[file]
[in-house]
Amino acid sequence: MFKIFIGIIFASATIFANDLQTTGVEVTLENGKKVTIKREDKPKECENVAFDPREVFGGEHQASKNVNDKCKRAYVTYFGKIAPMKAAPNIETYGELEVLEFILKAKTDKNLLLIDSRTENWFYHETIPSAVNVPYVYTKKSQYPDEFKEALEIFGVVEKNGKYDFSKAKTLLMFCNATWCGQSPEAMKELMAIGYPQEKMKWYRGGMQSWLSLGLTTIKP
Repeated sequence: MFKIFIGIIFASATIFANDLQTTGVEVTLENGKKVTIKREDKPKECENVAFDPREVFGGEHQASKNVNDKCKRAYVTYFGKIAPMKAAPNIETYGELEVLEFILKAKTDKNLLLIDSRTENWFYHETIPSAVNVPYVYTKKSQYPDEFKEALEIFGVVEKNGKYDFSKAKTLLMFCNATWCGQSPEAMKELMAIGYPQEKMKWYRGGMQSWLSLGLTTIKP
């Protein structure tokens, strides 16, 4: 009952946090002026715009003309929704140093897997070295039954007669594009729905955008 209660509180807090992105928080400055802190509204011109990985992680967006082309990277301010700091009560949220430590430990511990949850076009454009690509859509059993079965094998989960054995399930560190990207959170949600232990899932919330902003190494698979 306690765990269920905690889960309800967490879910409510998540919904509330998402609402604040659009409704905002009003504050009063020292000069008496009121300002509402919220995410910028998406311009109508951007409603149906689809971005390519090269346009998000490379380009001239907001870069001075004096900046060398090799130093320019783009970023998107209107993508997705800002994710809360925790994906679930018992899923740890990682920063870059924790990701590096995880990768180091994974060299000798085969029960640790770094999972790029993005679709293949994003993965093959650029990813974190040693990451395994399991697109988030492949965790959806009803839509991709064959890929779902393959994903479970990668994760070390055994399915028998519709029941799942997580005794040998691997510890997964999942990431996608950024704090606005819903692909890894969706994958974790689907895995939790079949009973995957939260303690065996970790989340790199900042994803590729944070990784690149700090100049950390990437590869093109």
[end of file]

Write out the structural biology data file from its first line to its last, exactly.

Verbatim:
[in-house]
Amino acid sequence: MFKIFIGIIFASATIFANDLQTTGVEVTLENGKKVTIKREDKPKECENVAFDPREVFGGEHQASKNVNDKCKRAYVTYFGKIAPMKAAPNIETYGELEVLEFILKAKTDKNLLLIDSRTENWFYHETIPSAVNVPYVYTKKSQYPDEFKEALEIFGVVEKNGKYDFSKAKTLLMFCNATWCGQSPEAMKELMAIGYPQEKMKWYRGGMQSWLSLGLTTIKP
Repeated sequence: MFKIFIGIIFASATIFANDLQTTGVEVTLENGKKVTIKREDKPKECENVAFDPREVFGGEHQASKNVNDKCKRAYVTYFGKIAPMKAAPNIETYGELEVLEFILKAKTDKNLLLIDSRTENWFYHETIPSAVNVPYVYTKKSQYPDEFKEALEIFGVVEKNGKYDFSKAKTLLMFCNATWCGQSPEAMKELMAIGYPQEKMKWYRGGMQSWLSLGLTTIKP
């Protein structure tokens, strides 16, 4: 009952946090002026715009003309929704140093897997070295039954007669594009729905955008 209660509180807090992105928080400055802190509204011109990985992680967006082309990277301010700091009560949220430590430990511990949850076009454009690509859509059993079965094998989960054995399930560190990207959170949600232990899932919330902003190494698979 306690765990269920905690889960309800967490879910409510998540919904509330998402609402604040659009409704905002009003504050009063020292000069008496009121300002509402919220995410910028998406311009109508951007409603149906689809971005390519090269346009998000490379380009001239907001870069001075004096900046060398090799130093320019783009970023998107209107993508997705800002994710809360925790994906679930018992899923740890990682920063870059924790990701590096995880990768180091994974060299000798085969029960640790770094999972790029993005679709293949994003993965093959650029990813974190040693990451395994399991697109988030492949965790959806009803839509991709064959890929779902393959994903479970990668994760070390055994399915028998519709029941799942997580005794040998691997510890997964999942990431996608950024704090606005819903692909890894969706994958974790689907895995939790079949009973995957939260303690065996970790989340790199900042994803590729944070990784690149700090100049950390990437590869093109």